March 31 – May 7, 2022
In paintings by the fledgling artist Yi To, hazy forms in various stages of development—fetal, infant, mature—confusingly intertwine, and are intermittently inspected by fully articulated physiognomies. The result is a tension between the inchoate and the fully wrought, the emerging and the calcified, that emblematizes the position in which the artist, in the early stages of her career and life, finds herself. Seven of these works and three additional sculptures are now on view at Chinatown’s recently-opened Someday Gallery, and speak collectively to the subconscious, sub-narrative dredging that marks the distance between the artist and the realization of her art.
In Glyph (2020), a brawny arm extends from an also robust shoulder, which is connected in turn to a head that is disproportionately small. The head is bald, and though the face is not infantile, its tautness and simplicity are. Cognitive dissonance is compounded by a bluish phallic form that either overlaps or is visible—X-ray style—inside the mouth of the ambiguous subject, and which is affixed—catheter-like—at its other end to the inner crook of yet another arm. At first glance, this second limb seems to belong to another, backgrounded form; at second, it appears the partner to the other, essential to the same body of which the head is part. The link could be sexual, developmental, exigent, or, more likely, a nebulous combination of the three. Taken together with its title, the painting suggests the limn between the pictorial and the narrative, the symbol and the symbolized, a chasm that is sometimes easily traversable and sometimes menacingly vast.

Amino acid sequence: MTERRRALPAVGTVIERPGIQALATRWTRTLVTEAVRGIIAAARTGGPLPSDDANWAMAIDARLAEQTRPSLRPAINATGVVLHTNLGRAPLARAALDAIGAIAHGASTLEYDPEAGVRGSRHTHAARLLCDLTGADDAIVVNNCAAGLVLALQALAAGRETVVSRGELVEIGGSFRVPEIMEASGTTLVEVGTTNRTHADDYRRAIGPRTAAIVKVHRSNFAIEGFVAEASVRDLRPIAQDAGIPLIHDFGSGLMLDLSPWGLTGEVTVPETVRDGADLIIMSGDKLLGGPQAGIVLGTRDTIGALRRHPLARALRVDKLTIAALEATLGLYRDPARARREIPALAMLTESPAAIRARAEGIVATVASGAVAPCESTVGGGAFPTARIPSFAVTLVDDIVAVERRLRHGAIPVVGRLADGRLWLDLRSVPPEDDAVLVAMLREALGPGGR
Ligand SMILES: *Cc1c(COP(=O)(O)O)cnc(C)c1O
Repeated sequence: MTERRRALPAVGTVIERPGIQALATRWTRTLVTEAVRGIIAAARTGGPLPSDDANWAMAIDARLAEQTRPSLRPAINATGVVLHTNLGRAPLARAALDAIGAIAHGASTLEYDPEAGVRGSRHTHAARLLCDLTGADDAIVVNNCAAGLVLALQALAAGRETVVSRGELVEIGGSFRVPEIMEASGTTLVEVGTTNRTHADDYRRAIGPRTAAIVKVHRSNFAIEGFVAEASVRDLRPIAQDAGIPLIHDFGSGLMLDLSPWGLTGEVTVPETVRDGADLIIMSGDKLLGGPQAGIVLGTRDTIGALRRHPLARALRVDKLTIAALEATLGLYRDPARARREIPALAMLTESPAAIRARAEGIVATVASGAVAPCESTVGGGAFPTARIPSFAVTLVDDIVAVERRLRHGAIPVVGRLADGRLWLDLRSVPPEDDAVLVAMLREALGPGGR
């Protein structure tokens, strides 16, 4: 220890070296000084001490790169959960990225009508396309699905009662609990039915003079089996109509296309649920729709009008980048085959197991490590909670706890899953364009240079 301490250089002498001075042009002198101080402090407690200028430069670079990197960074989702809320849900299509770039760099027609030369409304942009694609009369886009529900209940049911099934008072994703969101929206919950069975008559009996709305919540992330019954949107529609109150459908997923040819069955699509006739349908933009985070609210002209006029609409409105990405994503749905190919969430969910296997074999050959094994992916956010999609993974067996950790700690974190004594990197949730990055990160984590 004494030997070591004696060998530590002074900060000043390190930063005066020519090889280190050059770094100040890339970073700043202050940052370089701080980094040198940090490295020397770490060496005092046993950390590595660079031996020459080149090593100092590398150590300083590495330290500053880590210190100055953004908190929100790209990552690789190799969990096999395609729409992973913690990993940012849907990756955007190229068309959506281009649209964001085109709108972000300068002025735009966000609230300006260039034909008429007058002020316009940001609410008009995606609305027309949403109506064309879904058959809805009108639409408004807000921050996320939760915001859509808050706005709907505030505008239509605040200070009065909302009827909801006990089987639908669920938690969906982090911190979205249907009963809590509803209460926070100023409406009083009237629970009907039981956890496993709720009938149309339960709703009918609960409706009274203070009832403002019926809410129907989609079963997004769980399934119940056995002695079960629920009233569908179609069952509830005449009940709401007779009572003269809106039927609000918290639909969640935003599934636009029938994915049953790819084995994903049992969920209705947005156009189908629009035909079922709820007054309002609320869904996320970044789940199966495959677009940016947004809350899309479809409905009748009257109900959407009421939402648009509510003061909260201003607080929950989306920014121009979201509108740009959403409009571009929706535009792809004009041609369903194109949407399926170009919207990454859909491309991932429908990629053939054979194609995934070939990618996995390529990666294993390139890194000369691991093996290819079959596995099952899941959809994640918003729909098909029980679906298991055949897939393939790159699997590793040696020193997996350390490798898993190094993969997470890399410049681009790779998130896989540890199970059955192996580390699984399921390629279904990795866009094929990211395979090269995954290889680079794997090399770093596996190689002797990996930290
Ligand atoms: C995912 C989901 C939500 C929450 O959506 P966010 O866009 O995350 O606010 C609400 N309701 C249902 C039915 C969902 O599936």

One witnesses such distortions as Glyph’s—which aim more to play Escher-like with the mind, challenging the premise of comprehension, than they do to comment on atomized subjectivity in the manner of Cubist disjointedness—in each painted work. In Cosmic Hiccup (2022), leg-like forms bend in supplication and are tended to by, or of-a-piece with, a pair of defined hands. In Archaic Wiring (2022), which could just as well be titled “vestigial veins,” a bleached, organic mass hovers at the center of the canvas, surrounded by other more saturated forms. The mass is prodded at on its top edge by one of To’s favored, delineated hands. If the hand—sculpted and pleasing to the eye—represents the modern human in its most complete state, then the shapes beneath the hand are indicative of the anti-aesthetic nature of our most essential, most internal parts. The wiring, the plumbing, is only archaic because of our contemporary neglect.
To completes her paintings not only by adding to them, but also by using stripper to thin out and away, thus submitting whatever narrative emerges to a process of immediate degeneration. The effect is a simultaneous emulation and compression of the aging process, as it relates to living, breathing creatures, and to the attempts at expression they make; consider prehistoric cave paintings, which, even in their illegibility, transmit immense and instinctual, but potentially ineffable, meaning to their modern witnesses. The palette To deploys—bruised-blues, sandy-browns, reds between a sanguine and a russet—is likewise both mimetic and expository. That it is inescapably the former is an issue with which To will have to contend, as it paradoxically enhances and degrades the philosophy of the work. The artistic appropriation of premodern art-making (rather than of premodern art) is perhaps not as compelling as the ontological dilemmas that inspired such a time-travel in the first place.
The three sculptures in the show are part of a new and promising experiment in three-dimensions for To. As a sort of triptych, they also emblematize this growth. One, A Raw Nerve (2022), is affixed to the wall; a second, The Backbone of a History of Rewriting History (2022), appears to slide off of it, supported in part by the floor; and a third, Eternity’s Springboard (2022), stands independently, its frame hung with strands of red and blue yarn—archaic wires?—whose ends gesture towards, or settle on, the ground. Composed primarily of metal and concrete, and absent any figuration, these sculptures break with the problem of how to depict that which is beyond, beneath, or before depiction, and begin to embody it instead.